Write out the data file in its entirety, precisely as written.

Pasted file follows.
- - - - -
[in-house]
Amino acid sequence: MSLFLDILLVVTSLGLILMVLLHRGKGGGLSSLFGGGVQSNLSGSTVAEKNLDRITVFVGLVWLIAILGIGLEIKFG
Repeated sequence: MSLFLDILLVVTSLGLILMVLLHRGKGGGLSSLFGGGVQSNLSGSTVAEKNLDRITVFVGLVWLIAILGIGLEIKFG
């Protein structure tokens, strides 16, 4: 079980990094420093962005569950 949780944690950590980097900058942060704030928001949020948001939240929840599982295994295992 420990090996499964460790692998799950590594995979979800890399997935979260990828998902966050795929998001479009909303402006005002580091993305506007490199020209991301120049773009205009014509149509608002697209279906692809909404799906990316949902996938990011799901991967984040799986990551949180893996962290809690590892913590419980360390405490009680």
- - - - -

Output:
[in-house]
Amino acid sequence: MSLFLDILLVVTSLGLILMVLLHRGKGGGLSSLFGGGVQSNLSGSTVAEKNLDRITVFVGLVWLIAILGIGLEIKFG
Repeated sequence: MSLFLDILLVVTSLGLILMVLLHRGKGGGLSSLFGGGVQSNLSGSTVAEKNLDRITVFVGLVWLIAILGIGLEIKFG
């Protein structure tokens, strides 16, 4: 079980990094420093962005569950 949780944690950590980097900058942060704030928001949020948001939240929840599982295994295992 420990090996499964460790692998799950590594995979979800890399997935979260990828998902966050795929998001479009909303402006005002580091993305506007490199020209991301120049773009205009014509149509608002697209279906692809909404799906990316949902996938990011799901991967984040799986990551949180893996962290809690590892913590419980360390405490009680």